I made my first pitches in 1998, for a manuscript that I have since tabled. Nevertheless, I learned a lot about pitching at that conference and the ones to follow. I never forgot the idea that I was talking to professionals, and that in return I was going to act like a professional. "Dress for the job you want," is a quote I got from a movie whose name I don't even remember, but I think it's apt nonetheless. Want to be a professional writer? Act like one. That alone won't get you published, but it can get your foot in the door and pave the way for future pitches. I have gone on to make many more pitches over the years that followed that initial conference. It was at another conference in 2002 that I met and pitched to Bob Mecoy, the man who would become my agent. It takes time and persistance, but it does pay off.

Agents and editors want a pitch that hooks them and tells them what makes your manuscript different than all the other similar ones out there. Hook them with your pitch, then hook them with your writing--it's the one-two punch that'll either get you into the ring with the pros or send you back to the gym to wait for another title shot. That's the bottom line, and the most important part of the secret formula.

Sunday, June 12, 2005

(Net) Working It

The local mystery conference went quite well, and now that's over for another year. My fabulous agent came, spoke on a panel, taught a class, and listened to local people pitch their books. Now he's on a plane back to New York. Comments I heard from various conference attendees were good. The Ridley Award (a mystery writing award named for Ridley Pearson) was given to Carolyn Hart, and her speech inspired a roomful of hopeful writers. For a smaller city, it was a very nice little conference. They want it to be an annual event, and I hope it grows into something much larger and well-known.

When I started this post, I wasn't quite sure what it was going to be about. But now I realize that it's about networking. In talking to some of our locals, I realized just how many hopeful writers there are who haven't actually found any significant support systems. Sure, plenty of writers across the country hop on planes or into automobiles and travel to writers' conferences throughout the year, but for every one who goes, there must be many, many more who do not. It's not always because they just don't want to, although there are bound to be some of those as well. Some people don't take advantage of the opportunities inherent in a conference (local or otherwise) because they either don't know the conference exists or they don't know how attending one might help them. Here's a fact: When my husband mentioned this weekend's conference to some of our neighbors and some of the "guys at work," none of them even knew that our city had a writers' conference of any kind, genre-specific or not. When the Huz mentioned that I was at a conference, they automatically assumed it was out of town. And several of these were people who had writers in their families who would probably have gone if they'd known. The cost per attendee was very low, which was appropriate for what amounts to a one-day conference. Add to that the fact that the locals don't have to stay in hotels, and you have a very affordable opportunity that would be a shame to miss. How many writers out there would love the opportunity to learn more, learn how to network and connect with their dream agent or editor, hobnob with published authors and learn from them? How many missed this opportunity because they didn't know about it? Hopefully, we can get more and better advertising in future.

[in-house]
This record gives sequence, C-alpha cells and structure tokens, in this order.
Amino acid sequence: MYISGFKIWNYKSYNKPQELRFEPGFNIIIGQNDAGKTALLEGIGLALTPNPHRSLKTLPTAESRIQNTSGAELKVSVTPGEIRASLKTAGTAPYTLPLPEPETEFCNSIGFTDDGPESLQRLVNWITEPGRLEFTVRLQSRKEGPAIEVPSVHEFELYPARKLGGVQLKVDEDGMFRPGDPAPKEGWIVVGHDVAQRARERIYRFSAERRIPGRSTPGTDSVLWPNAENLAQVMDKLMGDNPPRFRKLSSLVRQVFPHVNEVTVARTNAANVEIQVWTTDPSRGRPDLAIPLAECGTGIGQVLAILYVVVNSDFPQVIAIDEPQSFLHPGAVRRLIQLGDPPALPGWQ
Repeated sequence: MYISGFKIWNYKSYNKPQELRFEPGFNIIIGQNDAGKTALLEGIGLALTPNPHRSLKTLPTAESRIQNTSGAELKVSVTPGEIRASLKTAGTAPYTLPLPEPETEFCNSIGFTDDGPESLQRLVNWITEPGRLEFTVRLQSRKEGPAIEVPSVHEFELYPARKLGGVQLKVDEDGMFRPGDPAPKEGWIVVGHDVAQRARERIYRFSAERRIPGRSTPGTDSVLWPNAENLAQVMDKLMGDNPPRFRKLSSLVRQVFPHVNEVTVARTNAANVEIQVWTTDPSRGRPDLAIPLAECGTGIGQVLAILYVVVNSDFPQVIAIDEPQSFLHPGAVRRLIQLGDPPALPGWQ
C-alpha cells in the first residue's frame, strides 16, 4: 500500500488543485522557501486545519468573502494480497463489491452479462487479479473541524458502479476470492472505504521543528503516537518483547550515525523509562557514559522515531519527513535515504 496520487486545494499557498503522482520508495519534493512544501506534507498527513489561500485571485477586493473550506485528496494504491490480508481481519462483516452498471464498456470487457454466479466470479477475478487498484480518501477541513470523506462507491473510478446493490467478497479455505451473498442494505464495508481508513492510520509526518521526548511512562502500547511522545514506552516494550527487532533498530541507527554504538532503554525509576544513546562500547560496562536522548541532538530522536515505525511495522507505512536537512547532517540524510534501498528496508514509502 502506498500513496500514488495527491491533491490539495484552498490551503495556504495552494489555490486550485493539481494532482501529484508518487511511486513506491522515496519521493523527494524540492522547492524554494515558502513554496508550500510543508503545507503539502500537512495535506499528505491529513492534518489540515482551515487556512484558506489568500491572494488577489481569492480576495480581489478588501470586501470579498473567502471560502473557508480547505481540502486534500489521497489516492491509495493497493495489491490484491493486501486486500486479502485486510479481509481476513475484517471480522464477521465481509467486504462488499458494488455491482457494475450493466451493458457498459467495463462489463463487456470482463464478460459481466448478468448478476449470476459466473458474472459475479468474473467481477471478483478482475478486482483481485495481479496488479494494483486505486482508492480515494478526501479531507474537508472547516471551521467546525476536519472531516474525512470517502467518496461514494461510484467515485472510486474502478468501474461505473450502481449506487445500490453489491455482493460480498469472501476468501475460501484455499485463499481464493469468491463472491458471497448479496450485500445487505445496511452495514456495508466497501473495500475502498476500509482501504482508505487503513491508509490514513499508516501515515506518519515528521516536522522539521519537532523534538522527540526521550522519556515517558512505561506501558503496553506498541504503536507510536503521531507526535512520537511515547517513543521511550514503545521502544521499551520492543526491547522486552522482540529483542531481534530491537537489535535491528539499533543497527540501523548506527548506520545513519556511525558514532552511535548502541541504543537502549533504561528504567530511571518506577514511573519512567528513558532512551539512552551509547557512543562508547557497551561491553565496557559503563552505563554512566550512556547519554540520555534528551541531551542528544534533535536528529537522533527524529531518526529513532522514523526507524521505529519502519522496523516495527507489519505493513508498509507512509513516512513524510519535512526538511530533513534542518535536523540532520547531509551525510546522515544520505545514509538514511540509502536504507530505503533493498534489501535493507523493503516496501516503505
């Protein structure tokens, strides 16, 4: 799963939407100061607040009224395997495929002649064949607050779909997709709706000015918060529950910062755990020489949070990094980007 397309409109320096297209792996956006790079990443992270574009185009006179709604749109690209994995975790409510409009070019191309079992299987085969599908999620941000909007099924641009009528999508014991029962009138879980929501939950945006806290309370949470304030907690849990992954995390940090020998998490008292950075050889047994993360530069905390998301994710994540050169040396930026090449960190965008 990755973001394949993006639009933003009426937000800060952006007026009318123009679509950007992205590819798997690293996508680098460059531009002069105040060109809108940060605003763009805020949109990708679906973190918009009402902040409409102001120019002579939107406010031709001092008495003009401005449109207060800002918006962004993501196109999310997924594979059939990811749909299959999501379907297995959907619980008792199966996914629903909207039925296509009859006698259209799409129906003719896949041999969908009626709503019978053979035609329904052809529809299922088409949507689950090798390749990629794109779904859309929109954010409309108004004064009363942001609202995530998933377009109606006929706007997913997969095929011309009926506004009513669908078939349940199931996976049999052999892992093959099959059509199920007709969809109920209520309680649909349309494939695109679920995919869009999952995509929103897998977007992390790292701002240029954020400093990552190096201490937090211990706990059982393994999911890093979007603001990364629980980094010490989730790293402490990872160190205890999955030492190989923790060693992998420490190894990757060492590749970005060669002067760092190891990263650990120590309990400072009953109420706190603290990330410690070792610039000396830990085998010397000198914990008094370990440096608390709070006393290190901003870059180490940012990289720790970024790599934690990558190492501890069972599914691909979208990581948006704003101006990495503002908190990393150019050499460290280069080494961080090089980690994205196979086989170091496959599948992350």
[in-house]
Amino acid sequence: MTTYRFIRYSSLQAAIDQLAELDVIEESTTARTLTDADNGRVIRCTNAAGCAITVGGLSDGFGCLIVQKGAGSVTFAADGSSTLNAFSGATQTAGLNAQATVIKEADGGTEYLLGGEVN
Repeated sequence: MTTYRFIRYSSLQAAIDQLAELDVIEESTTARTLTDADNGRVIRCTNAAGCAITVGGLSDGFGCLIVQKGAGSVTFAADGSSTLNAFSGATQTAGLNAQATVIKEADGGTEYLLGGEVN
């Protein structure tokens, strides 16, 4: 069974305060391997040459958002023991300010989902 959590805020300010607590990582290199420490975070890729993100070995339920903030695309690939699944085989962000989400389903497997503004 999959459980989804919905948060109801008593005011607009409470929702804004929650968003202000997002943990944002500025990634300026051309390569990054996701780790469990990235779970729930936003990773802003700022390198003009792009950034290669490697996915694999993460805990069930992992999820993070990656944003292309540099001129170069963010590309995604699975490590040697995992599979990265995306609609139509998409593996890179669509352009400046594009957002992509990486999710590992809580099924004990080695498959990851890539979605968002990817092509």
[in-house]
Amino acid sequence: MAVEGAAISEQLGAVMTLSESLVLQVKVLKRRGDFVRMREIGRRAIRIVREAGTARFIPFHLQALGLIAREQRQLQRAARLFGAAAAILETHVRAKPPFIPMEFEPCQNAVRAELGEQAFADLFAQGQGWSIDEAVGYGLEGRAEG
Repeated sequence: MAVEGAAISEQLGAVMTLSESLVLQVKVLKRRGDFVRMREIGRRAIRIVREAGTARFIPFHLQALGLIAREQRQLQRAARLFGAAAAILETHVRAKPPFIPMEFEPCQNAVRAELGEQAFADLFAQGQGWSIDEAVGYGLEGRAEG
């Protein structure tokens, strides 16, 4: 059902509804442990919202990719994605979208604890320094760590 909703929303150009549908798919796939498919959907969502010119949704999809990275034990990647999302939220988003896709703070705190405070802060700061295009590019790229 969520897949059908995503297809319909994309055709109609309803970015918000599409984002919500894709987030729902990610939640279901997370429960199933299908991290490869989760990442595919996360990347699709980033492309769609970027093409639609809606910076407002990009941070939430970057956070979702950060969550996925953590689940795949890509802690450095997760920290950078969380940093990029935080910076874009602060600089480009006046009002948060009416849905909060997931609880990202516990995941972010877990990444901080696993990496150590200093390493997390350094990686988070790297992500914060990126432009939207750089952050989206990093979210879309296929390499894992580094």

I know plenty of authors who don't like the limelight and don't want to network. That's fine if you're either already so well-published that people across the country know your name anyway, or if you just write for your own enjoyment and have no particular desire to be published. But my personal opinion is that if an author wants to kick-start his career and meet the types of people who can help him in his quest for publication and recognition, he has to network. He has to travel to those other cities, take and give out those business cards, talk to those people whom he might never otherwise have dared approach, and do any appropriate follow-ups. Or, if for some reason he cannot travel, then what about online communities, like Forward Motion? Forward Motion offers so much, and while you're welcome to donate for the web space if you'd like to, you aren't obligated to pay a cent for all the great advice and feedback and support you get. Another great source of info is writer blogs, from which you can often learn a lot, including what NOT to do. A knowledge of mistakes to avoid can sometimes be even better to have in your bag of tricks than a boatload of well-meant how-to advice.

We live in a world that is figuratively much smaller than it used to be, and often a mutually beneficial contact is just an email form away. In order to get published in fiction in today's market, you need a combination of factors, including:

1. a compelling manuscript
2. an agent or editor who loves your work
3. luck/good timing
4. the determination to succeed

It isn't all about the networking. But the networking is important, nonetheless. I heartily encourage all aspiring writers to attend a writers' conference at least once. Aside from meeting the "big shots," you'll meet so many other great people--hopeful writers like you who may become friends for life, crit partners, or valuable contacts in the future. And if nothing else, you can learn a lot about writing and have a great vacation while doing it.